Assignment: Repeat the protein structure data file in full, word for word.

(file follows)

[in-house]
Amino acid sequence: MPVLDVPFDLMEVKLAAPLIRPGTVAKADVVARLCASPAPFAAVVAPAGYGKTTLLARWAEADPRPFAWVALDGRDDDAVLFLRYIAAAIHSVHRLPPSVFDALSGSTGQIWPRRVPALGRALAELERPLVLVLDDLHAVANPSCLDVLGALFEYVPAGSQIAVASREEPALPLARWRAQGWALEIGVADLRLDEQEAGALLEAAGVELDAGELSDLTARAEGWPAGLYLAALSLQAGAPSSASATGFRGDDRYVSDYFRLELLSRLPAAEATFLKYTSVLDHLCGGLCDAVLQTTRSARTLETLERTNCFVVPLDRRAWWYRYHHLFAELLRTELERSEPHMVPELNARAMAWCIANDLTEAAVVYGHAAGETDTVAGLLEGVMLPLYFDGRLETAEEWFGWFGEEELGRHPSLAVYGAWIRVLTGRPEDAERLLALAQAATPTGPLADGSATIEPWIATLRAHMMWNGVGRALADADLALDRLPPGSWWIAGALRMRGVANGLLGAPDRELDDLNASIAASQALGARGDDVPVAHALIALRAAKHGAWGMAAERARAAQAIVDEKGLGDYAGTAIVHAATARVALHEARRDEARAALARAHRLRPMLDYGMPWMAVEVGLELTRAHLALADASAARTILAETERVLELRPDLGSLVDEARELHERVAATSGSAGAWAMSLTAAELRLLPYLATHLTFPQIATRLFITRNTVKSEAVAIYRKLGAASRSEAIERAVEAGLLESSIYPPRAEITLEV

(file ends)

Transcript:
[in-house]
Amino acid sequence: MPVLDVPFDLMEVKLAAPLIRPGTVAKADVVARLCASPAPFAAVVAPAGYGKTTLLARWAEADPRPFAWVALDGRDDDAVLFLRYIAAAIHSVHRLPPSVFDALSGSTGQIWPRRVPALGRALAELERPLVLVLDDLHAVANPSCLDVLGALFEYVPAGSQIAVASREEPALPLARWRAQGWALEIGVADLRLDEQEAGALLEAAGVELDAGELSDLTARAEGWPAGLYLAALSLQAGAPSSASATGFRGDDRYVSDYFRLELLSRLPAAEATFLKYTSVLDHLCGGLCDAVLQTTRSARTLETLERTNCFVVPLDRRAWWYRYHHLFAELLRTELERSEPHMVPELNARAMAWCIANDLTEAAVVYGHAAGETDTVAGLLEGVMLPLYFDGRLETAEEWFGWFGEEELGRHPSLAVYGAWIRVLTGRPEDAERLLALAQAATPTGPLADGSATIEPWIATLRAHMMWNGVGRALADADLALDRLPPGSWWIAGALRMRGVANGLLGAPDRELDDLNASIAASQALGARGDDVPVAHALIALRAAKHGAWGMAAERARAAQAIVDEKGLGDYAGTAIVHAATARVALHEARRDEARAALARAHRLRPMLDYGMPWMAVEVGLELTRAHLALADASAARTILAETERVLELRPDLGSLVDEARELHERVAATSGSAGAWAMSLTAAELRLLPYLATHLTFPQIATRLFITRNTVKSEAVAIYRKLGAASRSEAIERAVEAGLLESSIYPPRAEITLEV